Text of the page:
This is one that I still have a problem wrapping my head to understand how this is possible.

I remember my rabbi teaching me Torah and Exodus 23 reads

... You shall not boil a kid in its mother’s milk(NJPS with adaptations).

Last time I checked chickens do not produce any type of milk. and the explanation given to me was that someone across the street could see me eating a chicken with a cheese sandwich and think that its a beef with a cheese sandwich and that is why we do not mix poultry and dairy.

Now to my question with that logic that is probably wrong how is Imitation Crabmeat Kosher. It looks like crab, and there is no way anyone in a blind test tells them apart without directly looking at the packaging.


1 Answer 1


The issue with chicken isn't about what observers think about your sandwich. Rabbinic writings (that I will have to come back and cite later, sorry) record ways in which chicken is similar enough to red meat to be subject to the same rules. I do recall that possible confusion was part of the discussion, but as best I recall, that was more about the contents of stews, not intact drumsticks or the like. But the halacha applies regardless of the form the food takes.

Appearances (in general, not just for meat and milk) do matter; there is a halachic concept called marit 'ayin, which is, loosely, giving the wrong (negative) impression. It's because of marit 'ayin that if you serve almond milk with meat, you leave some pieces of almond in. (That's a medieval example.) A modern application is that if you serve those fake "bacon bits" alongside a salad, you do so in the original packaging, not by putting them in a separate bowl. I've seen margarine served with bread in its packaging, to demonstrate that it is not butter.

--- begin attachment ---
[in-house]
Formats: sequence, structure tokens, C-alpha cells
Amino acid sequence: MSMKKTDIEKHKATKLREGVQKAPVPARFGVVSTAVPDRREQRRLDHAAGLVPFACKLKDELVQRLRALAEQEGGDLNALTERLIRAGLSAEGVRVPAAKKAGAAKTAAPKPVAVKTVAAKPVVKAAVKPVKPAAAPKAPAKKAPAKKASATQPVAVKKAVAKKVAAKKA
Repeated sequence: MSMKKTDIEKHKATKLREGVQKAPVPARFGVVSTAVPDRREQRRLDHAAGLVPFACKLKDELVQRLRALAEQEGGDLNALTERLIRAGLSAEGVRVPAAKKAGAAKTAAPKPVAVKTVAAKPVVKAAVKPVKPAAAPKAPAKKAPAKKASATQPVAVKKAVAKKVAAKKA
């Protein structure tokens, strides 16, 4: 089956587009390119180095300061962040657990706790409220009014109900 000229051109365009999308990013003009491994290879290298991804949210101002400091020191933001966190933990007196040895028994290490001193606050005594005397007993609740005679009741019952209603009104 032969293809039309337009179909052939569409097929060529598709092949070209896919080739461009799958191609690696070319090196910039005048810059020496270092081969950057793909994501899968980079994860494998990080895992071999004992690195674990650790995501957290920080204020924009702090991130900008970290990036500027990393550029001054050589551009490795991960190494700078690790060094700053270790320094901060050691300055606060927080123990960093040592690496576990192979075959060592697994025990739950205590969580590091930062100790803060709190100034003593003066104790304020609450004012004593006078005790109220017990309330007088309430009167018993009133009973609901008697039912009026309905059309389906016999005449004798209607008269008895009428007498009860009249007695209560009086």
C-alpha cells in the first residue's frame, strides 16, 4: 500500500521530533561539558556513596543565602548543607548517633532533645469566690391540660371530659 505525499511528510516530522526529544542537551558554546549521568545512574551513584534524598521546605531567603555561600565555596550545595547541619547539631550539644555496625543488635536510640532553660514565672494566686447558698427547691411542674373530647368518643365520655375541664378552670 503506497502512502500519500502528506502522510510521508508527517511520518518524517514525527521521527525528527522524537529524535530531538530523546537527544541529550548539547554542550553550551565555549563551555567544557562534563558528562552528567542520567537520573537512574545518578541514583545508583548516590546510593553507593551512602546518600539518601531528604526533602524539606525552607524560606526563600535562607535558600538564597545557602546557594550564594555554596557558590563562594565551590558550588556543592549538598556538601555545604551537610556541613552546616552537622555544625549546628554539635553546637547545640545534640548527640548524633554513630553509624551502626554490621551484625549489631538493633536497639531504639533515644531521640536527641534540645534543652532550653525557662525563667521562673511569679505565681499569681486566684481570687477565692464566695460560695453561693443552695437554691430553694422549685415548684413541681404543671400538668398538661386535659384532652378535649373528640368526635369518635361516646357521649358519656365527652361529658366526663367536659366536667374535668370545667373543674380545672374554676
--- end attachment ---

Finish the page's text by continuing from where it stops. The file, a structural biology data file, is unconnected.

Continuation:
Proper labeling mitigates confusion caused by either natural similarity (like margarine vs. butter) or intentional imitation (like almond milk or fake bacon bits). We are allowed to eat things that resemble non-kosher items; we're just not allowed to eat actual non-kosher items.

Imitation crabmeat falls into this category. So long as it has a hechsher (kosher certification), meaning it does not contain actual shellfish, it's fine to eat. (Do be warned, though, that many "imitation" crabmeat products do contain some shellfish for flavoring; it's not actual crab but it has crab in it. That's not kosher. Look for the hechsher to be sure.)

  • The question's been closed as a duplicate. Just a heads-up in case you want to move your answer. Also -- nice to see you active on the site!
    – msh210
    Commented Dec 21, 2019 at 20:17
  • @msh210 thanks for the heads-up. I'll have to do some rewriting to make this fit there, which I hope to come back to later. (I want to be active despite recent events; I love the Mi Yodeya community. Sometimes there's nothing I can answer, though, as I have nowhere near the expertise of many others here.) Commented Dec 22, 2019 at 1:03

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